A woman walks out of Heron Foods on Myrtle Parade carrying bags of shopping. A Staffordshire bull terrier walks alongside her, helping out by carrying its own tin of dog food between its jaws.

Wed 5 Feb —

A colleague steps out of the office to make a personal phone call. The sound is amplified by the high concrete ceilings. It reminds me of the acoustic reverb chamber that Björk stepped inside during her Cornucopia tour.

At a LinkedIn for Business masterclass in a Manchester hotel, delegates share a lobby break-out space with spa-going hotel guests wearing white dressing gowns. The reception desk and the bar are all un-staffed and no-one is sure who the fancy donuts or coffees are for. Delegates or guests? Us or them? No-one or anyone?

Thu 6 Feb —

My personalised ‘Year in Film 2019’ stats arrive in my inbox from Letterboxd. Scrolling down, I get a map of the world highlighting in green all the countries I’ve seen films from. Bolivia is a black, landlocked blob of unwatched films on an otherwise largely green South America. In the evening I am required to identify Paraguay on an unlabelled map at the local pub quiz. My new-found knowledge of Bolivia’s shape, size and location comes in handy.

Fri 7 Feb —

A large glass food unit sits askew on the pavement outside a closed down Jamaican restaurant on Bold Street. It looks like a deli display cabinet as it has a sloping diagonal pane on one side. Various bits of cellophane and polystyrene flap around, half-taped to it, and I can’t tell if it’s on its way in or out. As I step around it, it takes on the form of an upright piano and I can imagine it having dropped from above.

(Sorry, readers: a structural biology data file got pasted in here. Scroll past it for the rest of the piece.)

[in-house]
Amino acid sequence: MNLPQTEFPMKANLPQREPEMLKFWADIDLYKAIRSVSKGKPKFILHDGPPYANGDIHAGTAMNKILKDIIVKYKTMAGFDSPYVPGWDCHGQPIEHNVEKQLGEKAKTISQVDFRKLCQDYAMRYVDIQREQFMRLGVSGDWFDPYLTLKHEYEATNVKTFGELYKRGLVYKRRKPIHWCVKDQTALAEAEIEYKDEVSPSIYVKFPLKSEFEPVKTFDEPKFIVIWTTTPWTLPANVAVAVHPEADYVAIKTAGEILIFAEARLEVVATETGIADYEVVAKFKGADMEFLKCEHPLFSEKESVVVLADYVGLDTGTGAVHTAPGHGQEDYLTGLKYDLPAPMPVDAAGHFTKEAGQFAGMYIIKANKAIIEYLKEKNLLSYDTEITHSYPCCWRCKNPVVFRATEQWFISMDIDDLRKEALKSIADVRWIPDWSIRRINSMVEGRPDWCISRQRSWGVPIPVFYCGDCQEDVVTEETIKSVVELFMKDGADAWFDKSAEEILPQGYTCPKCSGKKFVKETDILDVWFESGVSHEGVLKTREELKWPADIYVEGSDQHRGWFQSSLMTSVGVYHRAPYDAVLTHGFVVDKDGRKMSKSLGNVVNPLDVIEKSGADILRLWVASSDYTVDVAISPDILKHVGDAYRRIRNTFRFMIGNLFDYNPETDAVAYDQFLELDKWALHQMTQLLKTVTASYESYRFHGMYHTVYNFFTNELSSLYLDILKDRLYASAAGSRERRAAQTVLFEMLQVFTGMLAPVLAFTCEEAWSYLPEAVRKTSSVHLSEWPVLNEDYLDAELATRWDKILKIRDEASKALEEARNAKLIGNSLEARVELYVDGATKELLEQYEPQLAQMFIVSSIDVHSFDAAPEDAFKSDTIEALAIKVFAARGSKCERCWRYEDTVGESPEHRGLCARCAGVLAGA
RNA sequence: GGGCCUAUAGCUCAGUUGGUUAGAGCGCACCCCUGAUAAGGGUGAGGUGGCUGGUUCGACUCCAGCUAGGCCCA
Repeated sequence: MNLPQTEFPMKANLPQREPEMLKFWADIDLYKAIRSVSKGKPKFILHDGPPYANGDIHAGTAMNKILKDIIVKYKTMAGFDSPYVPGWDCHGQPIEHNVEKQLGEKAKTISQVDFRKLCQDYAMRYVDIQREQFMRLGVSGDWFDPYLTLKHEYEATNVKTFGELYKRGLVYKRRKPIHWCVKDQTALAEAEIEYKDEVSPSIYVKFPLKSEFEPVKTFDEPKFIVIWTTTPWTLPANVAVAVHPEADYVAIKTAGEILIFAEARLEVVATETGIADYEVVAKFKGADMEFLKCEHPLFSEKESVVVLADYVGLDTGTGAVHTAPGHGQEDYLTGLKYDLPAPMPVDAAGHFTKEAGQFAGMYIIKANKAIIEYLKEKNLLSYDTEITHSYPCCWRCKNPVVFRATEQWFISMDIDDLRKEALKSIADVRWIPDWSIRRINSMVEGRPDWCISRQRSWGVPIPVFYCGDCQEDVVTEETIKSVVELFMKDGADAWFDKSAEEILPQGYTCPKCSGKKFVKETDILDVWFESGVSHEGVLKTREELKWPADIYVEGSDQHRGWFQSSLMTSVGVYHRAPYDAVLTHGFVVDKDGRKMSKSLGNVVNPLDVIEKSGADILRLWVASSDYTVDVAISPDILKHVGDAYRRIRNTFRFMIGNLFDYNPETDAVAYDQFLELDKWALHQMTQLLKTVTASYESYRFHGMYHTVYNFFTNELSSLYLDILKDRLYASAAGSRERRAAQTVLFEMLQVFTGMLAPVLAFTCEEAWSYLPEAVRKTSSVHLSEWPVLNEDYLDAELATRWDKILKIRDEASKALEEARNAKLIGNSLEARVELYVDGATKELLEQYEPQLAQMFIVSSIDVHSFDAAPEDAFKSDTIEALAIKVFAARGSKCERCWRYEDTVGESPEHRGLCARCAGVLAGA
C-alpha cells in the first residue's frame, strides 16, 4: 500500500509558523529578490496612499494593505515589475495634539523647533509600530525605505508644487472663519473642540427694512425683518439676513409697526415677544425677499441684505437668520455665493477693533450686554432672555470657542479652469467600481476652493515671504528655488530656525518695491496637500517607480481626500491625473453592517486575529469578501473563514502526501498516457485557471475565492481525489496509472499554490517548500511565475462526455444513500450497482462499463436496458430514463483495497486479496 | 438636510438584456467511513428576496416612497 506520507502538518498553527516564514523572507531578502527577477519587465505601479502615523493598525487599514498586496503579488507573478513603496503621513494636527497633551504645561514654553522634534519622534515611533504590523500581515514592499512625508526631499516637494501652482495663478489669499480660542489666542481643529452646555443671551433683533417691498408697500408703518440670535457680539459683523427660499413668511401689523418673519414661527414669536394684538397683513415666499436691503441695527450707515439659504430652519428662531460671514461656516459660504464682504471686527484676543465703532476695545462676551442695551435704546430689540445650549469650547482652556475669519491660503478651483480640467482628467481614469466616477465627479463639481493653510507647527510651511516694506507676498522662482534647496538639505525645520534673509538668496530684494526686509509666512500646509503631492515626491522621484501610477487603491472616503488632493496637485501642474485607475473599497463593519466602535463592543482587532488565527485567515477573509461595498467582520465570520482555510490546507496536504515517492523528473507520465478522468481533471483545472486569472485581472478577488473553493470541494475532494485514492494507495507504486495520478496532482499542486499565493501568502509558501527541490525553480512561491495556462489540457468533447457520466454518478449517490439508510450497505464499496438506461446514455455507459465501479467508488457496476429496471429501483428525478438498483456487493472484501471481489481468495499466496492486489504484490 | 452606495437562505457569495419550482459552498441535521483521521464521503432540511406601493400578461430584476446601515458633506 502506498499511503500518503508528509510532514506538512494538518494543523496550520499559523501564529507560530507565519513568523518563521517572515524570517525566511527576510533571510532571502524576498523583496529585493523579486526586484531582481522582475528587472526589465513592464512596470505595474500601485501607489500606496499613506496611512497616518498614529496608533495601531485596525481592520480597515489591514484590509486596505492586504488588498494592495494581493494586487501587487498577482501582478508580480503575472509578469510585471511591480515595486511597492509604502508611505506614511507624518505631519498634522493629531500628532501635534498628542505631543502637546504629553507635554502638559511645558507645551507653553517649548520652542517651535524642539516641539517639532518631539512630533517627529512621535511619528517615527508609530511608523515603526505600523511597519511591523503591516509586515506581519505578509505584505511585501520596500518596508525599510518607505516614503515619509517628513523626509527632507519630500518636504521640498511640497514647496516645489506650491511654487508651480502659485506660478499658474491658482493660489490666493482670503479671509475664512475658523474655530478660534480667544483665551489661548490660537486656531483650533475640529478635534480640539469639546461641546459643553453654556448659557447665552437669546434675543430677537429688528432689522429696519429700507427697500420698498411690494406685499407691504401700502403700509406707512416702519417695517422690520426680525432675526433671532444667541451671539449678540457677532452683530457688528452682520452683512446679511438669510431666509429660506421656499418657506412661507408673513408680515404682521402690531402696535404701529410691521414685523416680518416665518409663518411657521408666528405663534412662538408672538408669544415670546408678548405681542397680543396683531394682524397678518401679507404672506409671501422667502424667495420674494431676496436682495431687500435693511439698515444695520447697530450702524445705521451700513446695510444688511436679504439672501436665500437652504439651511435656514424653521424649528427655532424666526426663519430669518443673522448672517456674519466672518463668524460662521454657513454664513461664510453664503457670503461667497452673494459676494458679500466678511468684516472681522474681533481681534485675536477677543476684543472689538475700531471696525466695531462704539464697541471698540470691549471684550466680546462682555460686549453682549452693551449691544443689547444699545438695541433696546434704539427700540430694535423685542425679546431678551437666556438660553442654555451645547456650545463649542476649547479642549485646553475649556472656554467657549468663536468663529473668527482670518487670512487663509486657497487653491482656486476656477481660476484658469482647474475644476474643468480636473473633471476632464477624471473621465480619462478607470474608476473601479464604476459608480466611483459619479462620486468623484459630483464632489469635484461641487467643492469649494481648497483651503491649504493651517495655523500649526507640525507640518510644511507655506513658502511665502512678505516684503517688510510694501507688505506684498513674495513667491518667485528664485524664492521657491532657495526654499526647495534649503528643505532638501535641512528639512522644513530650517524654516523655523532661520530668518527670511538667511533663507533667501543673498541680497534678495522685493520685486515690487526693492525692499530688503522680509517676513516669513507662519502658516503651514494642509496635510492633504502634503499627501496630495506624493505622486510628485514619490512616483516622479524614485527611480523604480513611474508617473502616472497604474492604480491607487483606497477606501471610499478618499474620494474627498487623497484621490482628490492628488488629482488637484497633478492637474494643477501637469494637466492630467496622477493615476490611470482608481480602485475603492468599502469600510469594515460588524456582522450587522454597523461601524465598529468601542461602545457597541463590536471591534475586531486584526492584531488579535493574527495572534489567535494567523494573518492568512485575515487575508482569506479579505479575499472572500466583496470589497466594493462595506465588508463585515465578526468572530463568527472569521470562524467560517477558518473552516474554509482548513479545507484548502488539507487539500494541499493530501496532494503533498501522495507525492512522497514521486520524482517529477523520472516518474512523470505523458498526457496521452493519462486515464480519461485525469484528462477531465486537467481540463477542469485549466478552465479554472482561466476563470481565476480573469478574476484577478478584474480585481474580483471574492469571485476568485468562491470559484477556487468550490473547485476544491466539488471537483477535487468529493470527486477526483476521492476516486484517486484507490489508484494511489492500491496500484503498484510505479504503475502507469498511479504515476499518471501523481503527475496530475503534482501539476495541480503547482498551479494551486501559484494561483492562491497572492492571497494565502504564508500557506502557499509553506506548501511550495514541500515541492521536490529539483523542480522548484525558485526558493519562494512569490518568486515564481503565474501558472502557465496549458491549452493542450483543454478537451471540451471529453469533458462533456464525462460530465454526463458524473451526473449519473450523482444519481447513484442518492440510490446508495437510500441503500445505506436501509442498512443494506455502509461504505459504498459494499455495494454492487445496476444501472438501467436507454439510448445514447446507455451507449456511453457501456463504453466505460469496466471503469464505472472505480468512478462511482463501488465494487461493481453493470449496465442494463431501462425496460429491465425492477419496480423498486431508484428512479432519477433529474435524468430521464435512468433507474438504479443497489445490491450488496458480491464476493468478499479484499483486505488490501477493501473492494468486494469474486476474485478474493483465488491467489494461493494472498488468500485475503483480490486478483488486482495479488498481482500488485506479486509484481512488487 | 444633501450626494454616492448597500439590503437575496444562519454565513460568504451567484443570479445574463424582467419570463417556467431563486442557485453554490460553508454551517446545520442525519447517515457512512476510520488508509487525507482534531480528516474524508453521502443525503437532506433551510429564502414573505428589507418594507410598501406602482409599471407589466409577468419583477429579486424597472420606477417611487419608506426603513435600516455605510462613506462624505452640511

Sat 8 Feb —

Opposite the grand ashlar stone entrance to Birkenhead Park sits a brick Art Deco building. It is presently a Furniture World with ‘Open 7 Days’ and ‘Your Complete Home Furniture Store’ banners attached to its canopy and walls. The ‘O’ in World is a globe. Up above the banners which feature beds and mirror-door wardrobes, there are three round friezes from the building’s former life. The head of Pierrot the mime clown poses in white plaster relief against a cobalt blue background. I learn that it was the Gaumont Birkenhead (1938). From further back, Pierrot could be another globe advertising Furniture World. His pointed hat an upside-down South America or Africa.

Sun 9 Feb —

Waves crash over the sea wall into the Marine Lake at New Brighton. The round concrete island, much loved by seagulls, is completely submerged.

Mon 10 Feb —

Layers of old road like a sliced Mars Bar are exposed on Brownlow Hill where they’re digging the pipes up.